Stanislavski’s Urlinie

‹-- PreviousNext --›

actor-preparesStanislavski’s An Actor Prepares is one of those books about which I’ve been thinking, ‘Must read that someday,’ for years. Someday arrived by chance recently when I spotted it on the ‘recently returned’ shelf at the library and picked it up on an impulse. And by now of course wished I’d read it years ago.

Back when I was teaching Musical Philosophies and Aesthetics to the postgrads at Birmingham Conservatoire, a frequent subject for discussion was the relationship between the text and the performer. Is the performer a creator or merely a puppet? How can a performer speak with their own voice whilst still being true to the composer’s message? What, exactly, is interpretation?

This, of course, is a practical question for advanced musicians, not merely an academic one (which is why we included the subject in advanced degrees in performance and composition). And I am inclined to think that Stanislavski – with his focus on the practical artist - handles it rather better than many writers about music. He doesn’t seem to find any conflict between systematic analysis and the life of feeling – rather that depth of analysis is a route to emotional truth.

Even as I write that, I can feel how a century of musical modernism has made us squeamish about those kinds of words, even while they remain relevant to all the non-modernist (older, post- or popular) music which constitutes the majority of what we do.

Anyway, the bit that really stopped me in my tracks was towards the end where he talks about a play’s ‘super-objective’ and ‘through line of action’. That is, at a global level, what fundamental human question lies at the heart of the play? That is the super-objective, and once you know that, all the details of the play come together in service of that objective, to form a continuous line.

Here, this is how he explains it:

An Actor Prepares, p. 276An Actor Prepares, p. 276

(Tortsov is the fictional director – a thinly disguised version of Stanislavski himself; though the book is narrated from the viewpoint of one of the students – a thinly disguised version of Stanislavski’s younger self.)

For anyone brought up on Schenkerian analysis, this rings so many bells it’s untrue. There’s the concern with coherence and direction, the interrelationship between whole and detail, the moral overtones of the discourse.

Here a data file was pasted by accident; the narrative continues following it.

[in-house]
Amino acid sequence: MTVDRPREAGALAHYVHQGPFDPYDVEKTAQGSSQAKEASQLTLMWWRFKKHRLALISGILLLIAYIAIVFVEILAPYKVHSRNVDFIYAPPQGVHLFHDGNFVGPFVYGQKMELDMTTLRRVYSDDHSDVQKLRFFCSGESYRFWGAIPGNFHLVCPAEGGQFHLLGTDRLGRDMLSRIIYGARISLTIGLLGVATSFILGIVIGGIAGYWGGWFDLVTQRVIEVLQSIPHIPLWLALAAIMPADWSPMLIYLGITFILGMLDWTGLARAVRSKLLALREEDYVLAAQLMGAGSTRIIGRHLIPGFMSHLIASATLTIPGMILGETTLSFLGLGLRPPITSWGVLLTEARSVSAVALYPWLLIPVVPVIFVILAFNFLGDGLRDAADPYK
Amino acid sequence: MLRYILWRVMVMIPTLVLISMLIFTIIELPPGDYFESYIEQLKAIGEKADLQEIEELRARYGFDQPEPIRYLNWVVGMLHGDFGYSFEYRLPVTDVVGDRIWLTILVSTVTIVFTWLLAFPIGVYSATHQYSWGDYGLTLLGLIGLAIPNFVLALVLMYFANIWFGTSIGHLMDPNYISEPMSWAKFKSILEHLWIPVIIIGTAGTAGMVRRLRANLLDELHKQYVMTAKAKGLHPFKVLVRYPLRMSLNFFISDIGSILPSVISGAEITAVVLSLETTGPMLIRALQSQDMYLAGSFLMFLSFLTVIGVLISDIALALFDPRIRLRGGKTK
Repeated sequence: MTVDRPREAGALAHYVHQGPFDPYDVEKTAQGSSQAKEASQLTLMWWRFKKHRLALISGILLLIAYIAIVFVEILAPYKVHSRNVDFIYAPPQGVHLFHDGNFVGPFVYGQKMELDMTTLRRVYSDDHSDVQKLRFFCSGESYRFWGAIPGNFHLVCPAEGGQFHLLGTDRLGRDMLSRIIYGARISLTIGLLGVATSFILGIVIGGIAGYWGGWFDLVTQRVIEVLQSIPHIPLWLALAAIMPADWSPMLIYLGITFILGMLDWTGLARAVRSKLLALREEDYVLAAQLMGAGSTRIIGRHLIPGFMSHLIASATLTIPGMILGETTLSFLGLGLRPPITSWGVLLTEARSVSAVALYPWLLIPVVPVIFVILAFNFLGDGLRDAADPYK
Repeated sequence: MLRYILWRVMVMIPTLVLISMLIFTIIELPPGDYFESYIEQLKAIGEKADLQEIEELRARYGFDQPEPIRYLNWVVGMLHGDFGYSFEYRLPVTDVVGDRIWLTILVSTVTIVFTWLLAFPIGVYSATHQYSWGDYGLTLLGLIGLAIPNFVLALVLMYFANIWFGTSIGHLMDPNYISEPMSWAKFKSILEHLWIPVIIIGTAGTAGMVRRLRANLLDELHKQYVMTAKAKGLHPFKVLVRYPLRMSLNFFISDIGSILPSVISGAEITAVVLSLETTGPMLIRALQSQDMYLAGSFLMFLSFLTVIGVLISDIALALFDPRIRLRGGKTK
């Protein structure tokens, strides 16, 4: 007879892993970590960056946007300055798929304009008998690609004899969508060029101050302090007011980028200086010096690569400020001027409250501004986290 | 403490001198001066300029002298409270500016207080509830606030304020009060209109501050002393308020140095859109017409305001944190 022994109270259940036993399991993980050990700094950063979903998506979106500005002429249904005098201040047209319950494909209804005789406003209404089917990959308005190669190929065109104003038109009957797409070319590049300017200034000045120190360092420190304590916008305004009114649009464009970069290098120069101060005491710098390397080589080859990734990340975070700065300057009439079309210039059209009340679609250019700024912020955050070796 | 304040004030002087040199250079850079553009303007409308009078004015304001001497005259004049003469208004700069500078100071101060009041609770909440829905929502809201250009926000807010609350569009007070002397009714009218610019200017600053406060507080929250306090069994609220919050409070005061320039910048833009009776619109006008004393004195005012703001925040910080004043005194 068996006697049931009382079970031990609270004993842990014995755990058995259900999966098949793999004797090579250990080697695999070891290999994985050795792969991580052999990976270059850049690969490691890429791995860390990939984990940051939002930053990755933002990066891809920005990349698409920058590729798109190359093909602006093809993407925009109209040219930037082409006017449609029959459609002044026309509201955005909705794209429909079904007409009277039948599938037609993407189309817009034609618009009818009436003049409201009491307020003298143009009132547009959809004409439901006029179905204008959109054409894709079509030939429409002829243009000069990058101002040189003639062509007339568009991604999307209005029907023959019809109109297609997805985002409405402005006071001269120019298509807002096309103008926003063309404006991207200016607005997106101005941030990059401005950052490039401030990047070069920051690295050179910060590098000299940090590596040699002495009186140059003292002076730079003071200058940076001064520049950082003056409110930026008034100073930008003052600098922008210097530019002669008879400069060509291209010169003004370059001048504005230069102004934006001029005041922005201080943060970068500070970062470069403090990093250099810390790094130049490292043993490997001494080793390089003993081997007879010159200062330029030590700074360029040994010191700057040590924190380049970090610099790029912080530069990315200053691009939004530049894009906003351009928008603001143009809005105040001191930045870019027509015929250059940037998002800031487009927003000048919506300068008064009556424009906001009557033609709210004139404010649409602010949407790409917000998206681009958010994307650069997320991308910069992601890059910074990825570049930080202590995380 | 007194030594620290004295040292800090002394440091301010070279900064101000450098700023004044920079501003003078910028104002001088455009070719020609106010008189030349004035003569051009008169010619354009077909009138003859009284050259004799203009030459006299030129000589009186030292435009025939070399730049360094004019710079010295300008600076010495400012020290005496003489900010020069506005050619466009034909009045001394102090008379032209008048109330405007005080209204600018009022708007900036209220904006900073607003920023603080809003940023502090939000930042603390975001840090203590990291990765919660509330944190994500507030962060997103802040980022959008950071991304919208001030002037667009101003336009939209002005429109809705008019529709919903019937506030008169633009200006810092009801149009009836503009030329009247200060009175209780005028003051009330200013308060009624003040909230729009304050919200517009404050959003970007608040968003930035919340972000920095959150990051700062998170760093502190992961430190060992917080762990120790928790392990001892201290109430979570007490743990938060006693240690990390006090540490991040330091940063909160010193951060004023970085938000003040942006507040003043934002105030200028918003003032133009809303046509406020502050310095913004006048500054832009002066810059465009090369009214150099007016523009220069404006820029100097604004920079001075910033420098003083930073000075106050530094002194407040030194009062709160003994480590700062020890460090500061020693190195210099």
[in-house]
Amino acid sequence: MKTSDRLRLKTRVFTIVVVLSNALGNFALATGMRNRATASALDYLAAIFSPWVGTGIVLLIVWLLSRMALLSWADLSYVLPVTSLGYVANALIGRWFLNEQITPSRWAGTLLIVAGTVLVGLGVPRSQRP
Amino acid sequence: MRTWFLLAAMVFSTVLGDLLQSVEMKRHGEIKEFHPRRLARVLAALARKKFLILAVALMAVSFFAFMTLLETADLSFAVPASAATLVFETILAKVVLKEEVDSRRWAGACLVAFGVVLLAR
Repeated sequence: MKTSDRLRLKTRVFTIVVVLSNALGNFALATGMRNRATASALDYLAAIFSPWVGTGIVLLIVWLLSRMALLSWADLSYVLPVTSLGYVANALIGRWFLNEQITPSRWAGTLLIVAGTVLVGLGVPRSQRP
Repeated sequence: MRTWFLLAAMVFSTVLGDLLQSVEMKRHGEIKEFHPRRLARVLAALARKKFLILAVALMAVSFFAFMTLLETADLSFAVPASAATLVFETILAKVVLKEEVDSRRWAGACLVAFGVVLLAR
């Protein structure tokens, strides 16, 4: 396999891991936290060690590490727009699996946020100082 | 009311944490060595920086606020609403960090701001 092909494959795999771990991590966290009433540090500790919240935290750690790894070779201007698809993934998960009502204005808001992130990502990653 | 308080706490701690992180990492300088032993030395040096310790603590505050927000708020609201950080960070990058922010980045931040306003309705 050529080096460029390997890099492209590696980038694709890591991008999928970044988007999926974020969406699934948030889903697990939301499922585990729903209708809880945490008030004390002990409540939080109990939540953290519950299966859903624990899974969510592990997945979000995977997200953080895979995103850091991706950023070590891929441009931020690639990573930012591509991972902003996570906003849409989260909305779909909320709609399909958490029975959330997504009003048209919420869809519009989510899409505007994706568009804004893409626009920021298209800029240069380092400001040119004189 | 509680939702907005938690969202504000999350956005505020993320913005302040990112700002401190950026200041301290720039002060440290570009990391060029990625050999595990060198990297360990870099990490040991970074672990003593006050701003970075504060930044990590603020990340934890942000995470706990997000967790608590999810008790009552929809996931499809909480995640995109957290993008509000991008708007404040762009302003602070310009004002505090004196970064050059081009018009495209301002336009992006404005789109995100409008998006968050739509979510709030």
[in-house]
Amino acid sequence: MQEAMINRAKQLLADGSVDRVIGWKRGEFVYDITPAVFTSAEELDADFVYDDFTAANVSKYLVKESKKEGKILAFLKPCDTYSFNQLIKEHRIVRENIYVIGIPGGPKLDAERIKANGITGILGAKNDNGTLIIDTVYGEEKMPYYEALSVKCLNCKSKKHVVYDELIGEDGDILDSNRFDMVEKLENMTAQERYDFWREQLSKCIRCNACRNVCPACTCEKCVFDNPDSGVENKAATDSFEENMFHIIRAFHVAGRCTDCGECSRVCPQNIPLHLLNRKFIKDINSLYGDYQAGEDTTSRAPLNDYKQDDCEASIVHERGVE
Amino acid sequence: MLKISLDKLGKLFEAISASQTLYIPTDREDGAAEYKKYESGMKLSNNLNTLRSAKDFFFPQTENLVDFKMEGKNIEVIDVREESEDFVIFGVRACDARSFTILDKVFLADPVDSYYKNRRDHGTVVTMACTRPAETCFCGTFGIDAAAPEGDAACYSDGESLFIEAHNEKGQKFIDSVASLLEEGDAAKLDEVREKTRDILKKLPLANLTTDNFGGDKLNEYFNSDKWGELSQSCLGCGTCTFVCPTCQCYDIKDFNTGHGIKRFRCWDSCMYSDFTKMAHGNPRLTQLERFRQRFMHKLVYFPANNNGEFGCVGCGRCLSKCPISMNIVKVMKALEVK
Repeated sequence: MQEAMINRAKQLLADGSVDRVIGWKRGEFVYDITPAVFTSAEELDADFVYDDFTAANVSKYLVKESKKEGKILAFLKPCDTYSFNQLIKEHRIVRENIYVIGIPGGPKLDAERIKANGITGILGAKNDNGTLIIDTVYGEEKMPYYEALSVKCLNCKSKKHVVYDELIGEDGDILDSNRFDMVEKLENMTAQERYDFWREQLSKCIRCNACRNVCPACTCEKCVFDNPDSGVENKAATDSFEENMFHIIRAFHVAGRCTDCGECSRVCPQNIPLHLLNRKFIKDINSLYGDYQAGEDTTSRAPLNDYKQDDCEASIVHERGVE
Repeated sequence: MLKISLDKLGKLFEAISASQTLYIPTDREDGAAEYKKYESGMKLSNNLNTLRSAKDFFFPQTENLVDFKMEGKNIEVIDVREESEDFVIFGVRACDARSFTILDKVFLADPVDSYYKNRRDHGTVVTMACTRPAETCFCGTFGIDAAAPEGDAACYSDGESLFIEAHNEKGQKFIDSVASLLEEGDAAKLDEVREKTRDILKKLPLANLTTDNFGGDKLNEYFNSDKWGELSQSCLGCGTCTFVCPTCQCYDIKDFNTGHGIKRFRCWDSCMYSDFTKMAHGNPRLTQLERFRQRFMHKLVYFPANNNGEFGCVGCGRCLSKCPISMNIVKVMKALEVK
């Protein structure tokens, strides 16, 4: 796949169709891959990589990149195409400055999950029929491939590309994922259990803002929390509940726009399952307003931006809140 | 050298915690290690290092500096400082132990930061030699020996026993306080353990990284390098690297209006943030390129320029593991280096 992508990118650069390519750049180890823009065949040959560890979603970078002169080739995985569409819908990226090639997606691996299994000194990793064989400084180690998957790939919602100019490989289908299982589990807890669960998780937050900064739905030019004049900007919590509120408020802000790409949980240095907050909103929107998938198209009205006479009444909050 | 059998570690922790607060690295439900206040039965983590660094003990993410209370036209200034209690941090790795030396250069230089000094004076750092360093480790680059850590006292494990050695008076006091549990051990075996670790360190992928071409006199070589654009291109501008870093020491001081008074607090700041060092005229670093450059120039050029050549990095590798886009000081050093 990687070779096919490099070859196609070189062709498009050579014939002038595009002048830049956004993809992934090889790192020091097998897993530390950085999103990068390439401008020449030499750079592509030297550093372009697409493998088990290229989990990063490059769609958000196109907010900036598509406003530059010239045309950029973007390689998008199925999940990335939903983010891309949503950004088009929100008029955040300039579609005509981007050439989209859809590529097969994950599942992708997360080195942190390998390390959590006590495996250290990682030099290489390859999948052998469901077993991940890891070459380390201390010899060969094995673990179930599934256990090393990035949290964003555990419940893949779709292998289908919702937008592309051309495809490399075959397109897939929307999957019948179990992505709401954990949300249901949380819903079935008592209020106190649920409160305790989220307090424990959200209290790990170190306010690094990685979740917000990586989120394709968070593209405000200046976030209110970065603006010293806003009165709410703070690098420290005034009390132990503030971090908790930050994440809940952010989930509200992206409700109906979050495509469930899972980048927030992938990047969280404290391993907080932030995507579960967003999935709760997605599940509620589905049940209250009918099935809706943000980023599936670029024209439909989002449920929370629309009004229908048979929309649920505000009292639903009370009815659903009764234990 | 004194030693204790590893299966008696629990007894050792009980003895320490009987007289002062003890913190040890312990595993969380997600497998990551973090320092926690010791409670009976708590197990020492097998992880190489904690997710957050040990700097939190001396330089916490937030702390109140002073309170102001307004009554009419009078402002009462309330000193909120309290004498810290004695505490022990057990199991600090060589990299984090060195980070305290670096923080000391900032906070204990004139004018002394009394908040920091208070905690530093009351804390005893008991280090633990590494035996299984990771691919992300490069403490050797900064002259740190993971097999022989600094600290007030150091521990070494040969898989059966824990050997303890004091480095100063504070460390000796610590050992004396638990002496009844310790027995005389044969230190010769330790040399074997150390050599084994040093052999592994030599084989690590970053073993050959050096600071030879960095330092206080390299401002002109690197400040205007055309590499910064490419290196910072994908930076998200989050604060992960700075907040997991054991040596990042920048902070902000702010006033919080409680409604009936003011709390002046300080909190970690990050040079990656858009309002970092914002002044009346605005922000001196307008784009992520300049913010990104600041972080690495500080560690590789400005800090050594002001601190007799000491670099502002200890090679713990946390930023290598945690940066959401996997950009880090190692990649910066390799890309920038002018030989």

Two other things leapt out at me about this. First is the way it comes late in the process, as a method of synthesis rather than analysis. How to break down a play into its constituent units comes much earlier in the book, and is – as in music – a progressive process, each subset of the whole being subject to further disaggregation until every element is identified and understood. Likewise in music: formal analysis and harmonic analysis are introduced at earlier stages of education than linear analysis. Indeed, as you learn a piece, you take it apart before you put it back together.

Now I write this, it seems terribly obvious. But I think I will emerge thinking of Schenker as providing a synthetic rather than an analytic method.

The second, related, observation is about how he helps the students develop this idea. They are given progressively longer sections of a play and asked to determine the super-objective for each as if it were a whole. As the spans of dramatic content expand, the super-objective shifts, and thus the shape of the through line of action adapts. Again, this mirrors the way we teach Schenkerian synthesis – starting by tracing the line through short extracts, then longer extracts, then short movements, up to larger-scale works.